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Turkey and Russia are at war, and Libya’s the loser

21 4 1

Washington – The long-running Libyan civil war appears to be staggering toward a finale. In recent days, the forces of Gen. Khalifa Haftar, who controls the marginalized east and south of the country, have been forced to withdraw from their stalled offensive against the capital, Tripoli. It is a triumph for the internationally recognized Government of National Unity, led by the elected prime minister, Fayez al-Sarraj.

But the fighting is not simply a domestic issue — Libya’s civil war has become a proxy for regional and global power geopolitics. It is also a legacy of the way in which the West abandoned the country a decade ago.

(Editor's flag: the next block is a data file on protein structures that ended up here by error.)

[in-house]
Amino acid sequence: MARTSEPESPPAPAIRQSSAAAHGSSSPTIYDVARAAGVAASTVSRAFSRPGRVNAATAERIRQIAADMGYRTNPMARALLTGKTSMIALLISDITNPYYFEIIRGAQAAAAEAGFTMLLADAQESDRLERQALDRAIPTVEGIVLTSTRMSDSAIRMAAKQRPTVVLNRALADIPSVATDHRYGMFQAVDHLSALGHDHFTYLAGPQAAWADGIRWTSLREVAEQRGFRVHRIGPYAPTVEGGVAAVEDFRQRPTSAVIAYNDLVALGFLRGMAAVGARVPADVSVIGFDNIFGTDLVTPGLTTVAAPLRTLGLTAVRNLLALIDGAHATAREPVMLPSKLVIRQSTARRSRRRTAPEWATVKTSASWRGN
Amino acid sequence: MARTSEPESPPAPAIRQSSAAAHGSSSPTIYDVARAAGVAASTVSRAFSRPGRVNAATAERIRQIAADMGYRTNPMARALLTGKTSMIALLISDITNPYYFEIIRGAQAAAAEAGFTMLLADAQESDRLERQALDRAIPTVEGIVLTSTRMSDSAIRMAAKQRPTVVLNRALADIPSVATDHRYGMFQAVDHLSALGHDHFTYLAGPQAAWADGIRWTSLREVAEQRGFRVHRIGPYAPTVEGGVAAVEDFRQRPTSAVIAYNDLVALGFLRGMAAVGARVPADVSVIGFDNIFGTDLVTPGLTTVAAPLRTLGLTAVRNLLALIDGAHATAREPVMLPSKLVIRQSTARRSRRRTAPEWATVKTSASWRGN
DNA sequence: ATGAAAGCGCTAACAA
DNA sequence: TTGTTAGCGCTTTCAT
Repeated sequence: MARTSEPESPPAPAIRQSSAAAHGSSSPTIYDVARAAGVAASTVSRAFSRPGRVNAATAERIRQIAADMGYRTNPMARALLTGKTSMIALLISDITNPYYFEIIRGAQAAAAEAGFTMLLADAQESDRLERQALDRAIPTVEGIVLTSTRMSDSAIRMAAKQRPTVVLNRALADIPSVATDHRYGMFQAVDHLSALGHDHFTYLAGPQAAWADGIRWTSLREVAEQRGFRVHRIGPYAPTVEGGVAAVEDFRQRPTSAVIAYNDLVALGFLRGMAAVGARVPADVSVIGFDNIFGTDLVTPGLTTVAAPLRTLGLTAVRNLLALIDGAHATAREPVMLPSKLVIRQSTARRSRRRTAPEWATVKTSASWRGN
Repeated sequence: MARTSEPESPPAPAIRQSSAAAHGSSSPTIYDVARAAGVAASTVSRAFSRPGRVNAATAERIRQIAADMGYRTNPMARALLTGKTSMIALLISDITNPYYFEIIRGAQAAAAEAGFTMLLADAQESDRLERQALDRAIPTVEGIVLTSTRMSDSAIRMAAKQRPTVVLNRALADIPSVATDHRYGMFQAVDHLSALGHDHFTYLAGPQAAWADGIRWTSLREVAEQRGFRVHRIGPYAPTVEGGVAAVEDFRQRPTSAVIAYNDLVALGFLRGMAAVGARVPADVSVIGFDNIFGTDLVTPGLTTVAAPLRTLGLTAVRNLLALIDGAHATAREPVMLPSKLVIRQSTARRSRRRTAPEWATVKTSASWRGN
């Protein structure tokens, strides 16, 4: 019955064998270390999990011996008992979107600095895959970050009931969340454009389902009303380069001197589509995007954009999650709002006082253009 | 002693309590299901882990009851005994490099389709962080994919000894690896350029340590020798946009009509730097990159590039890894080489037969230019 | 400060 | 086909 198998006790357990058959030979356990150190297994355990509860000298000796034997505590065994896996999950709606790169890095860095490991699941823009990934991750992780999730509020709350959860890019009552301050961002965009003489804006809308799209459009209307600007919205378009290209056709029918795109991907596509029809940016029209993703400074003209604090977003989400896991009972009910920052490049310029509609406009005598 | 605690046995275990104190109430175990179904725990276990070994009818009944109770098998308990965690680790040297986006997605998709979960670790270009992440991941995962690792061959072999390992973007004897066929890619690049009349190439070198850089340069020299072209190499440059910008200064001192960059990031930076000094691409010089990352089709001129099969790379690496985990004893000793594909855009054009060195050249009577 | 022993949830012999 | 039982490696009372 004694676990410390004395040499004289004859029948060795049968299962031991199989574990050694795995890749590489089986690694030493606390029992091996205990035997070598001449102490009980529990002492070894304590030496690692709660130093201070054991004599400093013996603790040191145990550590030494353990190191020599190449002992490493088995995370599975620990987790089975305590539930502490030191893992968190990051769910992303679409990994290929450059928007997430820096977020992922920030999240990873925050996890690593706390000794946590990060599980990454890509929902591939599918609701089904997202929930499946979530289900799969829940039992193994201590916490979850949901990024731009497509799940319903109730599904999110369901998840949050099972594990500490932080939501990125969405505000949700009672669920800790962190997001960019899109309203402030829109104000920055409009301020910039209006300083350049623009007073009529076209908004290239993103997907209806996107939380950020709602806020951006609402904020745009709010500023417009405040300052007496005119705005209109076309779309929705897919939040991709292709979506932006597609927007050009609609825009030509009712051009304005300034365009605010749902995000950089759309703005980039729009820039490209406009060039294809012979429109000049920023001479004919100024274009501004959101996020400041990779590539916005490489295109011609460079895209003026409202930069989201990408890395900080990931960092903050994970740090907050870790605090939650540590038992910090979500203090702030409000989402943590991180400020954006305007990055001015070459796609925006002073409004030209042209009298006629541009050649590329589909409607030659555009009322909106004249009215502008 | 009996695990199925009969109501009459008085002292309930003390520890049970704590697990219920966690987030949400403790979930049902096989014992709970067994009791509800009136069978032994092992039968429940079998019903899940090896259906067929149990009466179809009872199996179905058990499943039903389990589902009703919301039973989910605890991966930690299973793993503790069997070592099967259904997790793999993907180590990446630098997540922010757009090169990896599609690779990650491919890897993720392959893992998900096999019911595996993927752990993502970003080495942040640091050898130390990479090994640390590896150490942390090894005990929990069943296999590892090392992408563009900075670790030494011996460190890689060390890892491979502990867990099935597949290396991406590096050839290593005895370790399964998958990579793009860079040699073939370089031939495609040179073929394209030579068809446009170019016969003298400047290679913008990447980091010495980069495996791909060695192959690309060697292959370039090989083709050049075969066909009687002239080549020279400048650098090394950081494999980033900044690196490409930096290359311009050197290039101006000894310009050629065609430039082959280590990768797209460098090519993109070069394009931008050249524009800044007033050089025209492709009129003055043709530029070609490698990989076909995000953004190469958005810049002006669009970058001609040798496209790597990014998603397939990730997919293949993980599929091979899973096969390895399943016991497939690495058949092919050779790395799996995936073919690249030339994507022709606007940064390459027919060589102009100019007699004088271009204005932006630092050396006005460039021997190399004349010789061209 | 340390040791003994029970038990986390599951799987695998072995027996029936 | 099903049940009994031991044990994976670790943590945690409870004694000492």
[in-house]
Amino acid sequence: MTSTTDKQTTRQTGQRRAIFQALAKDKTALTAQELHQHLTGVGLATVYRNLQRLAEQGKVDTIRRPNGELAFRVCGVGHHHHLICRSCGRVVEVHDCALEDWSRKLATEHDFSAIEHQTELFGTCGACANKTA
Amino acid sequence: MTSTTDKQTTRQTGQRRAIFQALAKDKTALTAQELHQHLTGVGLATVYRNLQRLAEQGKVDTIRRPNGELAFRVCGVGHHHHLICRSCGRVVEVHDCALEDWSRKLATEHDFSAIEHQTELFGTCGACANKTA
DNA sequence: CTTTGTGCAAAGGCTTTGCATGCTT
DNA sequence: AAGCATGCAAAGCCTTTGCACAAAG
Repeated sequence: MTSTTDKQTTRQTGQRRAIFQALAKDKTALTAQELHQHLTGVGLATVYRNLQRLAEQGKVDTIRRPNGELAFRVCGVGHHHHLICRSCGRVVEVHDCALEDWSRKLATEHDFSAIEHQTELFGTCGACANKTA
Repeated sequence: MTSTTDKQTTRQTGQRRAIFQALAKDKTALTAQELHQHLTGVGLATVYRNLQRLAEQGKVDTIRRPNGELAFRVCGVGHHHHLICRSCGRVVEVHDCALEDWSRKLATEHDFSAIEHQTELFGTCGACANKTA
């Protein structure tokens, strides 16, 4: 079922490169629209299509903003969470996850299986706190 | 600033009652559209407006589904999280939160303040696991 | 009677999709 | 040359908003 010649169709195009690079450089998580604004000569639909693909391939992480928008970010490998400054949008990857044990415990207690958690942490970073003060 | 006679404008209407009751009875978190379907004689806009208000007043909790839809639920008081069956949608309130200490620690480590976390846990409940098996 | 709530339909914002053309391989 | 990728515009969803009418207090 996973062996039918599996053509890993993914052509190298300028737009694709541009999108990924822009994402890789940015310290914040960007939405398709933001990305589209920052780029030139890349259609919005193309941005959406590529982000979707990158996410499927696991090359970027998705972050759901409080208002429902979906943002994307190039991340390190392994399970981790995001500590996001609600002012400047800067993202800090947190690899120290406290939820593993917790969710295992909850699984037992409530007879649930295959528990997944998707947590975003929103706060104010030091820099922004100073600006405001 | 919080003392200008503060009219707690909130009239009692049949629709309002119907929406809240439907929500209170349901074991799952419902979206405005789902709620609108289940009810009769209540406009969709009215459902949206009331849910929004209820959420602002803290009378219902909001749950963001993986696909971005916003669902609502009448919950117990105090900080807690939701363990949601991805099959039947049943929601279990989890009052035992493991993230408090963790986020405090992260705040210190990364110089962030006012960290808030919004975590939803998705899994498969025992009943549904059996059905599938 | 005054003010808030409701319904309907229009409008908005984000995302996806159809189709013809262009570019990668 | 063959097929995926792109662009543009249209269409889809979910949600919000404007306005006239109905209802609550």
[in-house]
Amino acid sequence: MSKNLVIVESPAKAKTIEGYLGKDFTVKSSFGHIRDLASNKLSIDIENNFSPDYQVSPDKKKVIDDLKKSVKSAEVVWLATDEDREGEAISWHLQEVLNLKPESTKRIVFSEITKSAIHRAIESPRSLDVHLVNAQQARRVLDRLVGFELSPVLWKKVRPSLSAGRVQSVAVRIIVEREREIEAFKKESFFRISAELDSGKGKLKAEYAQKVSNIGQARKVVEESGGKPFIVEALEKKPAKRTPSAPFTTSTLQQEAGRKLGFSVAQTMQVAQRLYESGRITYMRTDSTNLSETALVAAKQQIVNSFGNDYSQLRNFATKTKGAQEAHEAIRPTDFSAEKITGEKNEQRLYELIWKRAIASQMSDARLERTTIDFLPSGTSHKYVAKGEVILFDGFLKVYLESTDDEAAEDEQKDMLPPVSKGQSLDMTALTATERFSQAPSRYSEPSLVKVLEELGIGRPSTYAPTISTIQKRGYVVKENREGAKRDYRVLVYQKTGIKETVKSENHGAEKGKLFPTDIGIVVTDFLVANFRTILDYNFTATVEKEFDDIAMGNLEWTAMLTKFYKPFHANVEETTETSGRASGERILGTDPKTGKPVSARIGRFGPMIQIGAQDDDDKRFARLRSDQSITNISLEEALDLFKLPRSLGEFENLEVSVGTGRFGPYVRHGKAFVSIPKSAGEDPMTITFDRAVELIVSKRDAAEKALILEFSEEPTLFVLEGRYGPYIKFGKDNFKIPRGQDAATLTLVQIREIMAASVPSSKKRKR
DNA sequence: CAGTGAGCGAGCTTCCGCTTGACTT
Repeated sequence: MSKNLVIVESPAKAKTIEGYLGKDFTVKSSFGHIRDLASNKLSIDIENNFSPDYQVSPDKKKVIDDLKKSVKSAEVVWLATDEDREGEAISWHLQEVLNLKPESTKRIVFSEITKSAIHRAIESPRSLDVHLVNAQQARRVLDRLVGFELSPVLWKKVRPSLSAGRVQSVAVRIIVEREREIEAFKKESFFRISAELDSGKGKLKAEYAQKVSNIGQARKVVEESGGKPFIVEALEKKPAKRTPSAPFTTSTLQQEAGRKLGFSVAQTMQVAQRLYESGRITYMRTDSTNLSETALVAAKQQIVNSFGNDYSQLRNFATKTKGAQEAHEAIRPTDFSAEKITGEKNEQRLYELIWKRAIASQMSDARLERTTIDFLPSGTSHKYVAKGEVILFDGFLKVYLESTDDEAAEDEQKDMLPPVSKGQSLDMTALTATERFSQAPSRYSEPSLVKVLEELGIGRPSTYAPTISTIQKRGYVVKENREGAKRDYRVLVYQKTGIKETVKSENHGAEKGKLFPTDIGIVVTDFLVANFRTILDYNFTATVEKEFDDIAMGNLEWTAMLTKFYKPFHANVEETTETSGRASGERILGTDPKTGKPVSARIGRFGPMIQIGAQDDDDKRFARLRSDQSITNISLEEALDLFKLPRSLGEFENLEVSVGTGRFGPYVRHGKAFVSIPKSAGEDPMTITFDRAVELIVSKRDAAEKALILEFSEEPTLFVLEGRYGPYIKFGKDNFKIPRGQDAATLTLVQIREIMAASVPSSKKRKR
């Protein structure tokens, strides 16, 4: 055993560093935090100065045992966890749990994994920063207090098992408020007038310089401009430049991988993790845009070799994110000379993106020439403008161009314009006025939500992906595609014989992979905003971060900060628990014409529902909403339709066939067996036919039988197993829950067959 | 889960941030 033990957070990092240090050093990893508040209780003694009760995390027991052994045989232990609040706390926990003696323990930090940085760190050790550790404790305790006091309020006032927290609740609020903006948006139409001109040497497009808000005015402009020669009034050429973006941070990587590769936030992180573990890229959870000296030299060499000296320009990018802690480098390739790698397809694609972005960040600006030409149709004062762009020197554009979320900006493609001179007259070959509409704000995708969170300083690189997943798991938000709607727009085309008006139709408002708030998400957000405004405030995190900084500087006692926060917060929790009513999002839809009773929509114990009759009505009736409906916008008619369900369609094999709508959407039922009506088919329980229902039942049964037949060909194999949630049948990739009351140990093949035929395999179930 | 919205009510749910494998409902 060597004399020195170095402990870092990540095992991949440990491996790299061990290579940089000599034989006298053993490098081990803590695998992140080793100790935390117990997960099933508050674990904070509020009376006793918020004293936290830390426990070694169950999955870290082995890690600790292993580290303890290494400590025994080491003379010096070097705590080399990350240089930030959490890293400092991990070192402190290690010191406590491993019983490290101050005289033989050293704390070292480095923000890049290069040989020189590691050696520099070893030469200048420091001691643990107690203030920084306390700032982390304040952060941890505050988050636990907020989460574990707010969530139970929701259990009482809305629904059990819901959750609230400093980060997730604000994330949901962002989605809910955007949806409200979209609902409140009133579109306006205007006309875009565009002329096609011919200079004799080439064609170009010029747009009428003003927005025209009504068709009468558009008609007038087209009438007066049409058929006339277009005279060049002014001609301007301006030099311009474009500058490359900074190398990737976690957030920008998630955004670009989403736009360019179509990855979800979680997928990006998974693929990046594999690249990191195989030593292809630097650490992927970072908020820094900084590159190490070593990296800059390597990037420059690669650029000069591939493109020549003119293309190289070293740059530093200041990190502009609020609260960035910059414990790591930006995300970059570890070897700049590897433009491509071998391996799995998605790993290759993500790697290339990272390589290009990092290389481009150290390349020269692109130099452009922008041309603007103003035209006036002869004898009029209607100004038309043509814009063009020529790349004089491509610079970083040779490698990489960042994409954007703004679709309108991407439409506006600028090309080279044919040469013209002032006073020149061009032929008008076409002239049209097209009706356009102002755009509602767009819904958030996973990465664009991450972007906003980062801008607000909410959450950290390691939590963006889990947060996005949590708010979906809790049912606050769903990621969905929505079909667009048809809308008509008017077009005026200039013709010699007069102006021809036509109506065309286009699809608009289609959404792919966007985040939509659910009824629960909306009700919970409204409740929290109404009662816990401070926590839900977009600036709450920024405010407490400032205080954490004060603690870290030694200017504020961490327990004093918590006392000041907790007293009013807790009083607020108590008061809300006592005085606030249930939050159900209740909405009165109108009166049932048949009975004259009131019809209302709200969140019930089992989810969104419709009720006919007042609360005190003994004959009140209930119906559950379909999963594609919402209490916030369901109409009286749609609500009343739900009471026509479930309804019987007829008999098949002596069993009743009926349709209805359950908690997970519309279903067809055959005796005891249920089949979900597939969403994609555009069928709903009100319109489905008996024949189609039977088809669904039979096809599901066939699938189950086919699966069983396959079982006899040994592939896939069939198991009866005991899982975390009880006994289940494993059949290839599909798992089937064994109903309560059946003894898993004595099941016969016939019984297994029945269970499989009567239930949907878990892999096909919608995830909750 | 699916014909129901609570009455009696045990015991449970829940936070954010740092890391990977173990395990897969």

The Tripoli government is supported strongly by Turkey, while Haftar’s coalition is backed by Russia, Egypt, the United Arab Emirates, France and a smattering of other nations operating clandestinely. Haftar’s defeat may be an opening for a negotiated settlement, but it will require those outside nations to push the warring sides to the table. The United States and European Union also have a role to play.

Libya has Africa’s largest oil reserves, but production has cratered to almost nothing from over 1.6 million barrels daily before the fall of the dictator Moammar Gadhafi a decade ago. All of this could have been avoided. Libya also has gorgeous beaches and an educated, middle-class population; it could have become a kind of "Dubai on the Mediterranean.” But it all fell apart in 2011.

As supreme allied commander of the North Atlantic Treaty........

© The Japan Times